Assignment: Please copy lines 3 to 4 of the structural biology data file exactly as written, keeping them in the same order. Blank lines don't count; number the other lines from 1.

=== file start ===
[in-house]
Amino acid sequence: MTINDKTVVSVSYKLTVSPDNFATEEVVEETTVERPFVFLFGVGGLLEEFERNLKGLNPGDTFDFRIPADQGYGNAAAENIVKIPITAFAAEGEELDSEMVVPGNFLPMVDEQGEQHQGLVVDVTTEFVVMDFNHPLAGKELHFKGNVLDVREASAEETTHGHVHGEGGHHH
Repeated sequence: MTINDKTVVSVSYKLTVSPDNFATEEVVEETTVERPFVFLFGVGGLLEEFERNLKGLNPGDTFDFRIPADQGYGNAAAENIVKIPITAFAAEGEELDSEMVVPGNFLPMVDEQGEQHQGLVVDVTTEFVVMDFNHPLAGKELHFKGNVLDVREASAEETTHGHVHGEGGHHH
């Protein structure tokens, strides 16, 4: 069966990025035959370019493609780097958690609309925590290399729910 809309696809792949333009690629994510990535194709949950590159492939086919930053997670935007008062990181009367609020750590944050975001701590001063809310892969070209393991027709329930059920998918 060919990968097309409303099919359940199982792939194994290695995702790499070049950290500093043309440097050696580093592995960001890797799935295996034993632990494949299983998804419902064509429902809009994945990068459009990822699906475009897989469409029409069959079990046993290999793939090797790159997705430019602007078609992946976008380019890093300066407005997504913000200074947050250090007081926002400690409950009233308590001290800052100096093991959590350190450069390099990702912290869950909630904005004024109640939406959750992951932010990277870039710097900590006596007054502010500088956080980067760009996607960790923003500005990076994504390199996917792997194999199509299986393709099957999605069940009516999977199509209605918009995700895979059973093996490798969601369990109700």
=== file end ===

Repeated sequence: MTINDKTVVSVSYKLTVSPDNFATEEVVEETTVERPFVFLFGVGGLLEEFERNLKGLNPGDTFDFRIPADQGYGNAAAENIVKIPITAFAAEGEELDSEMVVPGNFLPMVDEQGEQHQGLVVDVTTEFVVMDFNHPLAGKELHFKGNVLDVREASAEETTHGHVHGEGGHHH
């Protein structure tokens, strides 16, 4: 069966990025035959370019493609780097958690609309925590290399729910 809309696809792949333009690629994510990535194709949950590159492939086919930053997670935007008062990181009367609020750590944050975001701590001063809310892969070209393991027709329930059920998918 060919990968097309409303099919359940199982792939194994290695995702790499070049950290500093043309440097050696580093592995960001890797799935295996034993632990494949299983998804419902064509429902809009994945990068459009990822699906475009897989469409029409069959079990046993290999793939090797790159997705430019602007078609992946976008380019890093300066407005997504913000200074947050250090007081926002400690409950009233308590001290800052100096093991959590350190450069390099990702912290869950909630904005004024109640939406959750992951932010990277870039710097900590006596007054502010500088956080980067760009996607960790923003500005990076994504390199996917792997194999199509299986393709099957999605069940009516999977199509209605918009995700895979059973093996490798969601369990109700």